Labor Authority Chairwoman Defends Decisions to Decertify Union, Close Regional Offices
Democratic lawmakers blasted decisions that overturned decades of agency precedent, and suggested Federal Labor Relations Authority Chairwoman Colleen Duffy Kiko was untruthful in her testimony.
Federal Labor Relations Authority Chairwoman Colleen Duffy Kiko on Tuesday sought to justify two recent controversial decisions before a House panel, but Democratic lawmakers were less than receptive.
Kiko has been lambasted in recent months over her decision to close two FLRA regional offices—Boston and Dallas—and to decertify the agency’s union, the Union of Authority Employees, which bargained collectively on behalf of FLRA workers for nearly four decades.
She told the House Oversight and Reform Committee’s subcommittee on government operations that the decision to consolidate regional offices was based in part on a significant decrease in the number of cases filed with the agency going back to at least 2007, and noted that all impacted employees were offered positions in other offices as well as relocation expenses. Ultimately, of the 16 employees in the Boston and Dallas offices, only seven elected to remain with the FLRA.
“Efforts to consolidate began before I became chairman, but I approved the consolidation after carefully reviewing the plan and the underlying data,” Kiko said. “By 2007, our intake had drastically declined, and it’s hard to justify maintaining regional offices in seven cities when the work could be carried out just as efficiently in fewer cities. Technological advances have changed the way we do work, so there is much less need for agents to conduct on-site investigations.”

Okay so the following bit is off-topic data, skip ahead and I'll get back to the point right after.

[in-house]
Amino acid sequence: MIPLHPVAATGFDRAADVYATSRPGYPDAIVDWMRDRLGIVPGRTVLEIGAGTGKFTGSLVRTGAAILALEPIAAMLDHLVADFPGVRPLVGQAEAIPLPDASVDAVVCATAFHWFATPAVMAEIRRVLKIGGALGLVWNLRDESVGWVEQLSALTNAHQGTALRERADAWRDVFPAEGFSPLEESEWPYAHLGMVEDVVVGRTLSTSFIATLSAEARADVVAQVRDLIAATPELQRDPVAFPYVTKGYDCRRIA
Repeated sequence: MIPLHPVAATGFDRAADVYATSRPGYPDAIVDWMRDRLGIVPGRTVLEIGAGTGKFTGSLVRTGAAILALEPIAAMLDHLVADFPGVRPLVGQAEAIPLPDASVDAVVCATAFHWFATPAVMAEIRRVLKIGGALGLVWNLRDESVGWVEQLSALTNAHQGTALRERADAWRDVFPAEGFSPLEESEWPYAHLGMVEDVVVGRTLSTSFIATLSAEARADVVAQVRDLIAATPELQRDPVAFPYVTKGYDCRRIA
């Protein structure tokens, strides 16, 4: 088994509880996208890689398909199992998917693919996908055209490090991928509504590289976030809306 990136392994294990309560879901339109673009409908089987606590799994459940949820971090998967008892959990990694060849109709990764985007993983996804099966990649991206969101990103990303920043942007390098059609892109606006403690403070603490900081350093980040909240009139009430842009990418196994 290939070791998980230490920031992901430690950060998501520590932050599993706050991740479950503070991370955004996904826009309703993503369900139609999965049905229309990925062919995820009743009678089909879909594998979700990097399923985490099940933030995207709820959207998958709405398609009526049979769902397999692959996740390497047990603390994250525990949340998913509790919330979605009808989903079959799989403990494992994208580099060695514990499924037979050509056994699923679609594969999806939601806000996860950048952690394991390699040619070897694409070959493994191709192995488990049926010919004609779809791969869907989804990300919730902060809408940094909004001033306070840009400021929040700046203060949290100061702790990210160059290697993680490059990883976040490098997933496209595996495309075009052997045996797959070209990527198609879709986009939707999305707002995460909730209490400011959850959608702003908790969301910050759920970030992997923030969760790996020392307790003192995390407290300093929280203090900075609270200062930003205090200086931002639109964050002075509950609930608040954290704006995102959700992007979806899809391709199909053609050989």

Subcommittee Chairman Rep. Gerry Connolly, D-Va., asked Kiko how the FLRA analyzed whether to consolidate its regional offices.
“The four factors in our reform plan were the number of cases taken in each region, the number of employees in each regional office, studying locality to see if [an office] was close enough to another location to be geographically located, and also the rent costs [of each office],” she said.
“Was there ever any discussion among the three [FLRA members] to close all of the regional offices?” Connolly asked.
“No,” Kiko said. That answer produced an incredulous reaction from Connolly.
“That’s your sworn answer?” he asked.
Subcommittee ranking member Rep. Mark Meadows, R-N.C., who was the only Republican to ask questions of Kiko, sought to defuse the situation.
“I do believe that you’re being honest in your testimony,” Meadows said. “The one area that the chairman took pause was about the closing of all the offices, so I would ask that you get with your staff and make sure that, in the spirit of the question that he asked, that you get back to this committee within seven days. Because I could tell, well, I play poker occasionally and I would not have wanted to go against him on that particular one. Obviously he has information that is contrary to your testimony.”